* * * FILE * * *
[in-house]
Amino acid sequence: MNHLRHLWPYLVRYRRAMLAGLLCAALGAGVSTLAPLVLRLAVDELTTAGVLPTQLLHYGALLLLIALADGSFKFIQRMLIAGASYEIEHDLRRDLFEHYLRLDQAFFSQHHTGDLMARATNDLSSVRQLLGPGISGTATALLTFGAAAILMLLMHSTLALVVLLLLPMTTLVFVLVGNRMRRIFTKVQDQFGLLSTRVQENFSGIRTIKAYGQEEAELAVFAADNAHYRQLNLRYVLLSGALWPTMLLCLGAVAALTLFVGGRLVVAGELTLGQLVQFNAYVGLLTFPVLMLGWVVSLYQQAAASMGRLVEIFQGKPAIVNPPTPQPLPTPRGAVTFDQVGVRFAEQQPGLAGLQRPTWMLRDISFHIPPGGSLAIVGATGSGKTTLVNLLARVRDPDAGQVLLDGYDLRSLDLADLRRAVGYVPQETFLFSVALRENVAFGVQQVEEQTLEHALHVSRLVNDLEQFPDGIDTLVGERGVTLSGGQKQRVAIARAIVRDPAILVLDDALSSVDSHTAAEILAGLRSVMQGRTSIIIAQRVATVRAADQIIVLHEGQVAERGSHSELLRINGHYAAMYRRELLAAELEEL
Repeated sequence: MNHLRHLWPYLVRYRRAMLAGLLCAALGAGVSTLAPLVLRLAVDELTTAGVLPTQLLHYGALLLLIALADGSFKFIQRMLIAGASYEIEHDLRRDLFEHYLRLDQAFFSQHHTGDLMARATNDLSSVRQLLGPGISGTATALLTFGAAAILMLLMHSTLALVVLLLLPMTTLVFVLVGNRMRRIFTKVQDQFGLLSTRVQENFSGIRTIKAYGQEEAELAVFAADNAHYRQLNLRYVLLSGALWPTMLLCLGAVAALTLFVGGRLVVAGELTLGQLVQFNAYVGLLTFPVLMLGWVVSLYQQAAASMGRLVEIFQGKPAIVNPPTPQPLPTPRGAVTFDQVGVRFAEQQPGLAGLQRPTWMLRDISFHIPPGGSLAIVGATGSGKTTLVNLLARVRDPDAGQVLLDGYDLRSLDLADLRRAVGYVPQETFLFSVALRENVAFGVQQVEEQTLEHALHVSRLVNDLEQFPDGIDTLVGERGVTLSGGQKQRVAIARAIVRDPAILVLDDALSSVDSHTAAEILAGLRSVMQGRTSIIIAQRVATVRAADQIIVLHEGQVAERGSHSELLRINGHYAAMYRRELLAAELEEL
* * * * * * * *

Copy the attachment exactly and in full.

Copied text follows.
[in-house]
Amino acid sequence: MNHLRHLWPYLVRYRRAMLAGLLCAALGAGVSTLAPLVLRLAVDELTTAGVLPTQLLHYGALLLLIALADGSFKFIQRMLIAGASYEIEHDLRRDLFEHYLRLDQAFFSQHHTGDLMARATNDLSSVRQLLGPGISGTATALLTFGAAAILMLLMHSTLALVVLLLLPMTTLVFVLVGNRMRRIFTKVQDQFGLLSTRVQENFSGIRTIKAYGQEEAELAVFAADNAHYRQLNLRYVLLSGALWPTMLLCLGAVAALTLFVGGRLVVAGELTLGQLVQFNAYVGLLTFPVLMLGWVVSLYQQAAASMGRLVEIFQGKPAIVNPPTPQPLPTPRGAVTFDQVGVRFAEQQPGLAGLQRPTWMLRDISFHIPPGGSLAIVGATGSGKTTLVNLLARVRDPDAGQVLLDGYDLRSLDLADLRRAVGYVPQETFLFSVALRENVAFGVQQVEEQTLEHALHVSRLVNDLEQFPDGIDTLVGERGVTLSGGQKQRVAIARAIVRDPAILVLDDALSSVDSHTAAEILAGLRSVMQGRTSIIIAQRVATVRAADQIIVLHEGQVAERGSHSELLRINGHYAAMYRRELLAAELEEL
Repeated sequence: MNHLRHLWPYLVRYRRAMLAGLLCAALGAGVSTLAPLVLRLAVDELTTAGVLPTQLLHYGALLLLIALADGSFKFIQRMLIAGASYEIEHDLRRDLFEHYLRLDQAFFSQHHTGDLMARATNDLSSVRQLLGPGISGTATALLTFGAAAILMLLMHSTLALVVLLLLPMTTLVFVLVGNRMRRIFTKVQDQFGLLSTRVQENFSGIRTIKAYGQEEAELAVFAADNAHYRQLNLRYVLLSGALWPTMLLCLGAVAALTLFVGGRLVVAGELTLGQLVQFNAYVGLLTFPVLMLGWVVSLYQQAAASMGRLVEIFQGKPAIVNPPTPQPLPTPRGAVTFDQVGVRFAEQQPGLAGLQRPTWMLRDISFHIPPGGSLAIVGATGSGKTTLVNLLARVRDPDAGQVLLDGYDLRSLDLADLRRAVGYVPQETFLFSVALRENVAFGVQQVEEQTLEHALHVSRLVNDLEQFPDGIDTLVGERGVTLSGGQKQRVAIARAIVRDPAILVLDDALSSVDSHTAAEILAGLRSVMQGRTSIIIAQRVATVRAADQIIVLHEGQVAERGSHSELLRINGHYAAMYRRELLAAELEEL